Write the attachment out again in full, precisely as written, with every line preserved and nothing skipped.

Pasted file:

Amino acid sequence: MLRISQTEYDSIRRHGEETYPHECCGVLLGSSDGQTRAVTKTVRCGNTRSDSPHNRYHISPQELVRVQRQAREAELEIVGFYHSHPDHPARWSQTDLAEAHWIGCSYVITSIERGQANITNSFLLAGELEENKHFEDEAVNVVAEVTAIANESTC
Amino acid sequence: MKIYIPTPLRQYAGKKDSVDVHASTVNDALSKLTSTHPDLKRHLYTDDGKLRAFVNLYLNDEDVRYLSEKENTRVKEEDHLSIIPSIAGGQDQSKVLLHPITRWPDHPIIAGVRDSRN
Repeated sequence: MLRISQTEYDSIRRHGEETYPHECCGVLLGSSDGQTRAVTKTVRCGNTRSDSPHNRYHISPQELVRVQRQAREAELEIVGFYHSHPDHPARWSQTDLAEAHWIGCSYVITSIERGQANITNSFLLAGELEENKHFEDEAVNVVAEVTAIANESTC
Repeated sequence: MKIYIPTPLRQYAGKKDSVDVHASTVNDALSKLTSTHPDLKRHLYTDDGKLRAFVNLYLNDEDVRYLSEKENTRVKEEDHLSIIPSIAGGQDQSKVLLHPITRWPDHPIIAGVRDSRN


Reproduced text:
Amino acid sequence: MLRISQTEYDSIRRHGEETYPHECCGVLLGSSDGQTRAVTKTVRCGNTRSDSPHNRYHISPQELVRVQRQAREAELEIVGFYHSHPDHPARWSQTDLAEAHWIGCSYVITSIERGQANITNSFLLAGELEENKHFEDEAVNVVAEVTAIANESTC
Amino acid sequence: MKIYIPTPLRQYAGKKDSVDVHASTVNDALSKLTSTHPDLKRHLYTDDGKLRAFVNLYLNDEDVRYLSEKENTRVKEEDHLSIIPSIAGGQDQSKVLLHPITRWPDHPIIAGVRDSRN
Repeated sequence: MLRISQTEYDSIRRHGEETYPHECCGVLLGSSDGQTRAVTKTVRCGNTRSDSPHNRYHISPQELVRVQRQAREAELEIVGFYHSHPDHPARWSQTDLAEAHWIGCSYVITSIERGQANITNSFLLAGELEENKHFEDEAVNVVAEVTAIANESTC
Repeated sequence: MKIYIPTPLRQYAGKKDSVDVHASTVNDALSKLTSTHPDLKRHLYTDDGKLRAFVNLYLNDEDVRYLSEKENTRVKEEDHLSIIPSIAGGQDQSKVLLHPITRWPDHPIIAGVRDSRN